based on the turbulent Reynolds number Rek. The parameter =0.2 differs from the quantity given by Wolfshtein (=0.263) to ensure the correct blending from the wall function into the low-Re formulation. An investigation of the asymptotic evolution of turbulent length-scales to the wall yields an expression for the turbulent length scale. By expressing the exponential function by the linear truncation of a Taylor series expansion can be analysed in the wall-adjacent control volume. A boundary condition for the turbulent frequency can be derived by a similar approach.

    5. Boundary Condition for eddy-viscosity
    6. A universal boundary condition for Spalart-Allmaras [10] type one-equation model is given by the same method. In combination with this new b.c. it is recommended to use the Edwards modification [2] of the Spalart-Allmaras model due to its improved stability in the near wall region. Problems can occur in the case of very large quantities of Y+ > 400 and the eddy-viscosity has to be limited.

    More detailed information can be found in [9] and [13].

  5. Examples
    1. Turbulent Channel Flow
    2. For basic validation the new boundary condition is applied to a simple turbulent channel flow. In this case changing the inflow Reynolds-number at a given mesh can easily modify the near-wall mesh resolution. High Reynolds-numbers will raise the nondimensional distance.

      By applying the new hybrid boundary condition the velocity profile in the channel flow can be predicted with high quality for a wide range of Reynolds-numbers. Figure 1 shows the results obtained by a Wilcox model [12]. The wall-adjacent cell moves from about Y+ = 1 for Re = 3640 up to Y+ > 10 for Re = 56000 while remaining the same velocities.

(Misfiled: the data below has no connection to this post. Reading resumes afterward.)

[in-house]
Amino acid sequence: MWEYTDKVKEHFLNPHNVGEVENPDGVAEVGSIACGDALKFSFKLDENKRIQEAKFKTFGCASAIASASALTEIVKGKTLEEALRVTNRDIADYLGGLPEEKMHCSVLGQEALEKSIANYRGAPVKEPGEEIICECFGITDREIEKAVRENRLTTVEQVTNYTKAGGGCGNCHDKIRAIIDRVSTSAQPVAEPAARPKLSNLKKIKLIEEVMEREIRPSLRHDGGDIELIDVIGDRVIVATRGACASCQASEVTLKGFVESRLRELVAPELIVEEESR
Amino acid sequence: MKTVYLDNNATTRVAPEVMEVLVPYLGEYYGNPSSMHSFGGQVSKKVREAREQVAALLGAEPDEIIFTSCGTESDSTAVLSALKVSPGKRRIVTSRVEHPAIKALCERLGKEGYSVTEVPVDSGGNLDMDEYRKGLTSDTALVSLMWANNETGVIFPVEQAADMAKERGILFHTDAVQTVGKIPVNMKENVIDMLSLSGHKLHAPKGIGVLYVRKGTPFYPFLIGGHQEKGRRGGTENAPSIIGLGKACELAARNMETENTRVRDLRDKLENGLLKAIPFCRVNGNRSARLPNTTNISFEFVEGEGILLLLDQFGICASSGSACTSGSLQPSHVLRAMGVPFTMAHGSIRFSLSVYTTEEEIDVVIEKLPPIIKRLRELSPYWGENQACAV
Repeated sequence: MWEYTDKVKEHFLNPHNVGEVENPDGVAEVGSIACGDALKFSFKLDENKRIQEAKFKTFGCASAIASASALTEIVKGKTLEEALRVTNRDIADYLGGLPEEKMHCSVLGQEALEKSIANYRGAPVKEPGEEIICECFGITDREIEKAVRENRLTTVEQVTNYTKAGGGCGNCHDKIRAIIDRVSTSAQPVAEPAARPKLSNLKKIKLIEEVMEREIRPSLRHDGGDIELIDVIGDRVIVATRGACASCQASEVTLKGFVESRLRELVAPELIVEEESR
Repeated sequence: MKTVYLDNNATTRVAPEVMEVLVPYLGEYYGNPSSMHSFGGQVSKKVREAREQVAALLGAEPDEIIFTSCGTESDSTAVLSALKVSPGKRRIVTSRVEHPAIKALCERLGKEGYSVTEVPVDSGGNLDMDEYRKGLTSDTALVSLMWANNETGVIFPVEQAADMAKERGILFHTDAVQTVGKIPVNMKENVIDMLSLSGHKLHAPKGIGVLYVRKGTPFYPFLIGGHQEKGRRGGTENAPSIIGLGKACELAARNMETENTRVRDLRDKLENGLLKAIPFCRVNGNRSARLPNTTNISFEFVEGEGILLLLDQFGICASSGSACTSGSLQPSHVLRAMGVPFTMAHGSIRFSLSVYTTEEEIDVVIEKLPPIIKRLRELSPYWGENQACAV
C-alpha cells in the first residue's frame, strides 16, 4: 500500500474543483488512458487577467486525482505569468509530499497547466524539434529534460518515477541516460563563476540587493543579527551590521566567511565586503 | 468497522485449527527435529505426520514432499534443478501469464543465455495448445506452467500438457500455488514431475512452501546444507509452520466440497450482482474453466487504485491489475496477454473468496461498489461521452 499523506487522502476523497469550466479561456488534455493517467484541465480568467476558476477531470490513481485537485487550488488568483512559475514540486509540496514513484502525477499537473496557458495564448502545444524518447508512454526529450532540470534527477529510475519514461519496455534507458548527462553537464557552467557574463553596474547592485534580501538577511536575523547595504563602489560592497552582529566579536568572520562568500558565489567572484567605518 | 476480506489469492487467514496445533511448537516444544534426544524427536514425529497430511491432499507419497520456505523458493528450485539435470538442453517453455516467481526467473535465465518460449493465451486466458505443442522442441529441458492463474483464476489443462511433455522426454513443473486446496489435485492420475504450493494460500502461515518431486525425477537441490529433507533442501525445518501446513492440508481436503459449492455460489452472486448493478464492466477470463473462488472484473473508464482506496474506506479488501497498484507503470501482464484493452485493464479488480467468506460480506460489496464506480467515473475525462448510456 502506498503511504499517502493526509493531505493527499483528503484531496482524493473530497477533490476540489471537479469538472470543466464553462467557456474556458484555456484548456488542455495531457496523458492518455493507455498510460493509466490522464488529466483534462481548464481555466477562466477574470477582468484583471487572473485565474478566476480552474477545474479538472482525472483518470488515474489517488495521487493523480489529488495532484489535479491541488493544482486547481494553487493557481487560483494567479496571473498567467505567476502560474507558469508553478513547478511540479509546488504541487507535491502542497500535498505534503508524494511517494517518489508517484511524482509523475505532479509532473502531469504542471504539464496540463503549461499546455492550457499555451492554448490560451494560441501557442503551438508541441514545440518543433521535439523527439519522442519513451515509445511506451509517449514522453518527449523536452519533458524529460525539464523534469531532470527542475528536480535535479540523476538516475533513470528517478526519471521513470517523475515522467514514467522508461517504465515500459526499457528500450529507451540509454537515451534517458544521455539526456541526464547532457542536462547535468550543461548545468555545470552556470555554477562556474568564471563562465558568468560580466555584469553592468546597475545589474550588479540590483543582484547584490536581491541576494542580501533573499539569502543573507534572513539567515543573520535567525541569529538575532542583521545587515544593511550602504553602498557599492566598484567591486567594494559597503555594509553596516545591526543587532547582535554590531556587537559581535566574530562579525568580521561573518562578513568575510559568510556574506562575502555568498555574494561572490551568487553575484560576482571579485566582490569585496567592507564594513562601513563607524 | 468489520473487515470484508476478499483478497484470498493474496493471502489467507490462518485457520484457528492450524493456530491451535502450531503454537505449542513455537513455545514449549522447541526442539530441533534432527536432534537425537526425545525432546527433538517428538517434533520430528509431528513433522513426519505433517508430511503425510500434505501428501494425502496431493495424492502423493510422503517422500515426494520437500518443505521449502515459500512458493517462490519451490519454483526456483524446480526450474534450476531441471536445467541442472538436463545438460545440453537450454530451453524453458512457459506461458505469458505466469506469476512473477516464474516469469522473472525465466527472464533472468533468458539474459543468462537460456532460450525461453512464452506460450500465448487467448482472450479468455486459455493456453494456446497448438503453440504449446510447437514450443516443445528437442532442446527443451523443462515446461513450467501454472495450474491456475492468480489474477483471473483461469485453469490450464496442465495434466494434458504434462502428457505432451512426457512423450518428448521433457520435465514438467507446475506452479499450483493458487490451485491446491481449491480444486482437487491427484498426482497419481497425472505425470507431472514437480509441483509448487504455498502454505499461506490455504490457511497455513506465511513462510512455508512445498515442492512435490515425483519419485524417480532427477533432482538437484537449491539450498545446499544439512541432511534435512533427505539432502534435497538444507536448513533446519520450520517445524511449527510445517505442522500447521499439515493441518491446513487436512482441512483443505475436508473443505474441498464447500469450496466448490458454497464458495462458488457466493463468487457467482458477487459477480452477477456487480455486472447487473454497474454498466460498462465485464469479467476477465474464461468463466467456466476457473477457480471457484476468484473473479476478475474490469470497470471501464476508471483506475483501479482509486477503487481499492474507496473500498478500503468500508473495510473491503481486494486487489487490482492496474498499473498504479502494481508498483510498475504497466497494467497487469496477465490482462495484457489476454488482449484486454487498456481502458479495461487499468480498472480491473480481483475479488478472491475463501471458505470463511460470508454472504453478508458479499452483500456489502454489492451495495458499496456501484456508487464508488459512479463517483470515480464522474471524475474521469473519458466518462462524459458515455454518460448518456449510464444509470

Figure 1: Nondimensional velocity in a turbulent channel flow for different Reynolds-numbers, obtained by hybrid wall boundary condition and Wilcox model.

        Figure 2: Turbulent kinetic energy and shear stresses in a turbulent channel flow for different Reynolds-numbers, obtained by hybrid wall boundary condition and Wilcox model.

      In Figure 2 velocity, turbulent kinetic energy and shear stresses are plotted for different Reynolds numbers and different mesh resolutions respectively. The results prove that at least for this simple flow the mesh influence completely vanishes by applying the new universal boundary condition. Nevertheless the insufficient representation of k compared to DNS by Kim, Moin and Moser [6] can not be improved. Similar plots can be provided for models and a Spalart-Allmaras one equation model. As these plots are almost identical to Figure 2 we skipped plotting them here.

    3. High-lift airfoil flow
    4. In the following validation test case the combined influence of the new boundary condition and the numerical mesh in a crucial flow situation will be studied. The flow around an ONERA A-airfoil at Re = 2x106, Ma = 0.15 and 13.3° angle of attack features a laminar separation bubble with turbulent reattachment combined with turbulent separation in the region close to the trailing edge. As simulations of this test case are very sensitive to details of the turbulence mesh it is a proper test for the new boundary condition [5]. Investigations are focussed on the Spalart-Allmaras model that is known to produce satisfying result for this flow.

      Transition is fixed at x/c = 0.12 on the upper and x/c = 0.30 at the lower surface. According to older investigations an adapted 22000 cell mesh (LG) is used that provides a maximum distance to the wall in the first control volume of Y+ < 1.3. Results of this mesh are compared to those obtained from a modified mesh (HG) with a nondimensional distance plotted in Figure 3. It varies from Y+ = 2 to Y+ = 20 with the same number of cells.

        Figure 3: Near wall Y+ distribution of the high-Re mesh (HG) for the ONERA A-airfoil




      Low-Re (LG)

      Low-Re (HG)

      Hybrid (HG)

      Uni. High-Re(HG)